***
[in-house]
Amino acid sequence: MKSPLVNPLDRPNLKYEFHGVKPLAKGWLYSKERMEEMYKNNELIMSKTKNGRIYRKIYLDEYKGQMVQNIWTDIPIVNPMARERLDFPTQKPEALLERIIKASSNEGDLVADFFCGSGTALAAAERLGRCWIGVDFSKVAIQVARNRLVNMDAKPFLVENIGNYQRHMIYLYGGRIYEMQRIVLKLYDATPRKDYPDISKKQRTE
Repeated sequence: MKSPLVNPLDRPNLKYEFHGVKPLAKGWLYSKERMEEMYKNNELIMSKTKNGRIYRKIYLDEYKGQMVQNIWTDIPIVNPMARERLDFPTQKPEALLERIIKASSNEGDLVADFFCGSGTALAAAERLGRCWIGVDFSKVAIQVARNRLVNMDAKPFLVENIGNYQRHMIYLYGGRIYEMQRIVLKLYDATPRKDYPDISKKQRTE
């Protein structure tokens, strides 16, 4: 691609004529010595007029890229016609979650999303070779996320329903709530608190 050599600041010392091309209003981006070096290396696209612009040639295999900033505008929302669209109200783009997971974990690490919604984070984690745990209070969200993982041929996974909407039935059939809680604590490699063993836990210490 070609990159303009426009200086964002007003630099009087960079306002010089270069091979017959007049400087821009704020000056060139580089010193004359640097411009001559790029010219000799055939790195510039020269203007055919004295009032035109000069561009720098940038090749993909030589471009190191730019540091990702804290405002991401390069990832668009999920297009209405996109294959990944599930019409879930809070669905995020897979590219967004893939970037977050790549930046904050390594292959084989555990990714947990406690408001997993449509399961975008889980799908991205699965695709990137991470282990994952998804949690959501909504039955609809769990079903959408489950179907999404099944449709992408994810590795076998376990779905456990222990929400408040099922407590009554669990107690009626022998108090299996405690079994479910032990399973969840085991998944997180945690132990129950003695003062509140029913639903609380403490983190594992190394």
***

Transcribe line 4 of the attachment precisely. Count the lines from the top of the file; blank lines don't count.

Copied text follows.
């Protein structure tokens, strides 16, 4: 691609004529010595007029890229016609979650999303070779996320329903709530608190 050599600041010392091309209003981006070096290396696209612009040639295999900033505008929302669209109200783009997971974990690490919604984070984690745990209070969200993982041929996974909407039935059939809680604590490699063993836990210490 070609990159303009426009200086964002007003630099009087960079306002010089270069091979017959007049400087821009704020000056060139580089010193004359640097411009001559790029010219000799055939790195510039020269203007055919004295009032035109000069561009720098940038090749993909030589471009190191730019540091990702804290405002991401390069990832668009999920297009209405996109294959990944599930019409879930809070669905995020897979590219967004893939970037977050790549930046904050390594292959084989555990990714947990406690408001997993449509399961975008889980799908991205699965695709990137991470282990994952998804949690959501909504039955609809769990079903959408489950179907999404099944449709992408994810590795076998376990779905456990222990929400408040099922407590009554669990107690009626022998108090299996405690079994479910032990399973969840085991998944997180945690132990129950003695003062509140029913639903609380403490983190594992190394």